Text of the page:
In the our news wrap Wednesday, President Trump signed a bill imposing new sanctions on Russia, but made clear his distaste for the legislation. Also, the White House is knocking down reports that the Justice Department is considering lawsuits against colleges over affirmative action.
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In the day's other news: Researchers have successfully repaired a disease-causing gene in human embryos, a scientific first in the U.S. The embryos were never implanted, but the breakthrough is a step towards preventing a list of inherited diseases. The research team targeted a heart defect best known for killing young athletes.
We will explore the scientific and the ethical ramifications of the development after the news summary.
President Trump has signed a bill into law that imposing new sanctions on Russia, but he made clear his distaste for the legislation. It punishes Moscow for its 2016 election meddling in this country and also sanctions Iran and North Korea.
In a statement, Mr. Trump said that the bill is — quote — "seriously flawed, particularly because it encroaches on the executive branch's authority to negotiate." He said he signed it — quote — "for the sake of national unity."
We will examine what the move says about the president's relationship with Congress later in the program.
The White House is knocking down news reports the Justice Department is considering lawsuits against colleges over affirmative action. Citing an internal document, The New York Times said the department was taking steps to investigate and sue universities over — quote — "policies deemed to discriminate against white applicants."
The Wall Street Journal late today reported that the Justice Department effort centers around a complaint brought by Asian Americans against Harvard University over its emissions policy.
White House Press Secretary Sarah Huckabee Sanders dismissed the Times' report.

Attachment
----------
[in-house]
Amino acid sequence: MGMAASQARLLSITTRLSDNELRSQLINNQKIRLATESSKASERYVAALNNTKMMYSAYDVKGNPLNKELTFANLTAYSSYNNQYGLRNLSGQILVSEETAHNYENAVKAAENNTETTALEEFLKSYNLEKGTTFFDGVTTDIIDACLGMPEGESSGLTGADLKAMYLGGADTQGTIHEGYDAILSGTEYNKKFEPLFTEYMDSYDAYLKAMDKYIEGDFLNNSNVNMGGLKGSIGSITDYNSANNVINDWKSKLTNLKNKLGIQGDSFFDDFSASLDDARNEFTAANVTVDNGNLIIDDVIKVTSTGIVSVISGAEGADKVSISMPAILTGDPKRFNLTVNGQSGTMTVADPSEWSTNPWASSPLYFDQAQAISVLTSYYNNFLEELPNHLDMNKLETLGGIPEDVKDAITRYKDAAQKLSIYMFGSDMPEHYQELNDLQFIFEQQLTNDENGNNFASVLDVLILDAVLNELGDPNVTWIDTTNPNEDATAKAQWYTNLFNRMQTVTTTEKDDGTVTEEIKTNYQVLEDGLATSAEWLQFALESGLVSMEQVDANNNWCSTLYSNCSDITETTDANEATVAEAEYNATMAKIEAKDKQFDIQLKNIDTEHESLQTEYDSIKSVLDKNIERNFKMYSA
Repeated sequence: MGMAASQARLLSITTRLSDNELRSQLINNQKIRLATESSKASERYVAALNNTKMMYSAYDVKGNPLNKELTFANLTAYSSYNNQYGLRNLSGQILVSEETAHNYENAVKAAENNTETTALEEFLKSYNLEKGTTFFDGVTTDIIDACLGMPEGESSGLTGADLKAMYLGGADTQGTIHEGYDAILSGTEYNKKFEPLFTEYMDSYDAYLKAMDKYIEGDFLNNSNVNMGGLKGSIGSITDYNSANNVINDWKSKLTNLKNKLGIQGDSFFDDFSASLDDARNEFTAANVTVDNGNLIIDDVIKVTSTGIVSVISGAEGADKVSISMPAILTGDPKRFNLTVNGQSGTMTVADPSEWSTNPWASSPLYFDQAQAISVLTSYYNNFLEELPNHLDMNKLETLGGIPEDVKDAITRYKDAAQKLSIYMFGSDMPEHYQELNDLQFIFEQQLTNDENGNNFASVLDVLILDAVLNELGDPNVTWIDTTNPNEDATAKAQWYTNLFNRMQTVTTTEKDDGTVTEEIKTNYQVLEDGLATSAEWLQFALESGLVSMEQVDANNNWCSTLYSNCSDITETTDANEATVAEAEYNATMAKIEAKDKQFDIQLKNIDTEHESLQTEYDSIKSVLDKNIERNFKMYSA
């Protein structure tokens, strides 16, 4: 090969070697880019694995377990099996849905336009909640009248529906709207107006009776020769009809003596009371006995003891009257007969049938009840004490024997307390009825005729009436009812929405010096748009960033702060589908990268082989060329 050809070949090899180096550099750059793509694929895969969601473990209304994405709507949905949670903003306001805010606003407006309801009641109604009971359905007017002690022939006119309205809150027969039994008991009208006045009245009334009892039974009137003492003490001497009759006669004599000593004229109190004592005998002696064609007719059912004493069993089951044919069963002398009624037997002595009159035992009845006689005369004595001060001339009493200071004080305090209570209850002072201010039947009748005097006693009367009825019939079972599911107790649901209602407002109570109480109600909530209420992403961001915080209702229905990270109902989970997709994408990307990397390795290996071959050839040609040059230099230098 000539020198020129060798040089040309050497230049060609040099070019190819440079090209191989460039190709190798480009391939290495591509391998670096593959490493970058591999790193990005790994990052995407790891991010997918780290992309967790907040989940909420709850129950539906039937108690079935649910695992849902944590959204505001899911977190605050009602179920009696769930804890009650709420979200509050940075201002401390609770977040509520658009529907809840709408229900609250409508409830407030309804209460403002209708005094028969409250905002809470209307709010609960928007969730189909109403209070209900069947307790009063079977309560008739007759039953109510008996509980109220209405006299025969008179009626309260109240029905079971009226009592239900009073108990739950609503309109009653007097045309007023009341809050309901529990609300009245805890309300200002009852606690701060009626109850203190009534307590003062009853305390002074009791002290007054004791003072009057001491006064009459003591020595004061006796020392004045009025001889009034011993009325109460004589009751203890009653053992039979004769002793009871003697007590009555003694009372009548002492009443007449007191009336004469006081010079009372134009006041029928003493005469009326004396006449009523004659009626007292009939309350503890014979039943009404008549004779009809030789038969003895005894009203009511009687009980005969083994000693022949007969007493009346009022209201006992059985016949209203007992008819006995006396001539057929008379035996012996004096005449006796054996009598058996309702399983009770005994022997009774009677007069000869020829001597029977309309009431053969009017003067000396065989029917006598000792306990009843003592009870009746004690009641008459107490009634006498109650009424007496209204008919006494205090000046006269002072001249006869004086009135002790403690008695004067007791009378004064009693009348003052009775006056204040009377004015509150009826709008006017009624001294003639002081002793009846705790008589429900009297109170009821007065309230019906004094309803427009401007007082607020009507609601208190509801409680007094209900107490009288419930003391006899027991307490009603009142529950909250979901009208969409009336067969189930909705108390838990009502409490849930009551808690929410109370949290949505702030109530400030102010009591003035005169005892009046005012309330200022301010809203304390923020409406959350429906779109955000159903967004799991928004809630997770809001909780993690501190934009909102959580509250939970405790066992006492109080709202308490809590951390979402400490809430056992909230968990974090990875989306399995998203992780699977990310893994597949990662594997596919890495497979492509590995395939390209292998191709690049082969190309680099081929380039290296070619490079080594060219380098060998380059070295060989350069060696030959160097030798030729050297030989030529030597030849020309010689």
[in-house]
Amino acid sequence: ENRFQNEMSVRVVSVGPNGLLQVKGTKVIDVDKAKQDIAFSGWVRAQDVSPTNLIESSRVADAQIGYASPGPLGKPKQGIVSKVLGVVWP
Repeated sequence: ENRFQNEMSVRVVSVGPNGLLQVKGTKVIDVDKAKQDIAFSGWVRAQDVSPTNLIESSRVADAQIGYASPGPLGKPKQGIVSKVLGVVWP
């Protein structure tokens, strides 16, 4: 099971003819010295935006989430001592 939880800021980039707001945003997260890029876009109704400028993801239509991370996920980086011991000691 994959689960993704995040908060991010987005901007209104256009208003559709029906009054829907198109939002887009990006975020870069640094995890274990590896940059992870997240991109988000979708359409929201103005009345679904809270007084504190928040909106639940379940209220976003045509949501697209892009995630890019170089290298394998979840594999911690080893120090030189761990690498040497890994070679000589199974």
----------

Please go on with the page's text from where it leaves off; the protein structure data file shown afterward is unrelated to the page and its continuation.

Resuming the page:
SARAH HUCKABEE SANDERS, White House Press Secretary:
The New York Times article is based entirely on uncorroborated inferences from a leaked internal personnel posting, in violation of Department of Justice policy.
And while the White House doesn't confirm or deny the existence of potential investigations, the Department of Justice will always review credible allegations of discrimination on the basis of any race.
The Supreme Court has repeatedly ruled that race can be used as one factor of many in determining college acceptance.
Two U.S. service members were killed in an attack on a NATO convoy in Afghanistan today. The Taliban-claimed suicide bombing happened near the southern city of Kandahar. A local official said that a suicide bomber drove a car full of explosives into the convoy. The Pentagon gave no information on the number of troops wounded.
The Trump administration has told Congress that it has all the legal authority it needs to battle the Islamic State group in Iraq and Syria. It says that the law passed after 9/11 to counter al-Qaida is sufficient for the anti-ISIS fight. Some lawmakers say that it should be revised.
It comes the same day Secretary of State Rex Tillerson and Defense Secretary James Mattis were on Capitol Hill briefing senators on ISIS.
It was a milestone day on Wall Street. The Dow Jones industrial average closed above 22000 points for the first time, thanks to strong earnings by tech giant Apple. In all, the gain Dow gained 52 points to close at 22016. The Nasdaq fell a fraction of a point, and the S&P 500 added one.
There's word that turnout numbers in Venezuela's election for an all-powerful Constituent Assembly were manipulated. A company that helped with country's voting technology says official estimates that eight million people participated in the vote are off by at least a million.
The head of the country's opposition-controlled National Assembly said that the legislature will call for an investigation.
JULIO BORGES, President of the National Assembly, Venezuela (through interpreter): The National Assembly is changing its agenda so that the main point of discussion becomes this fraud. What has happened in Venezuela is not only a fraud. It was a crime that starts at the top of the electoral system who read a report knowing that the results they were reading were absolutely fraudulent.
The freshly-elected Constituent Assembly is expected to hand embattled President Nicolas Maduro sweeping new powers.
President Trump's claims about a pair of phone calls are coming under question. Mexico's government says that President Enrique Pena Nieto didn't phone Mr. Trump to compliment his immigration policies, as the president said on Monday. And the Boy Scouts denied that its leaders called Mr. Trump to praise his recent speech before the group.
In fact, the chief Scout executive apologized for the political rhetoric in the president's remarks.
And Britain's Prince Philip stepped away from public life today. The 96-year-old, who has done more than 22,000 public engagements since his marriage to the queen, made what officials are calling his last solo public appearance, greeting Royal Marines at Buckingham Palace. But the U.K. hasn't seen the last of the duke of Edinburgh. He will still accompany Queen Elizabeth from time to time.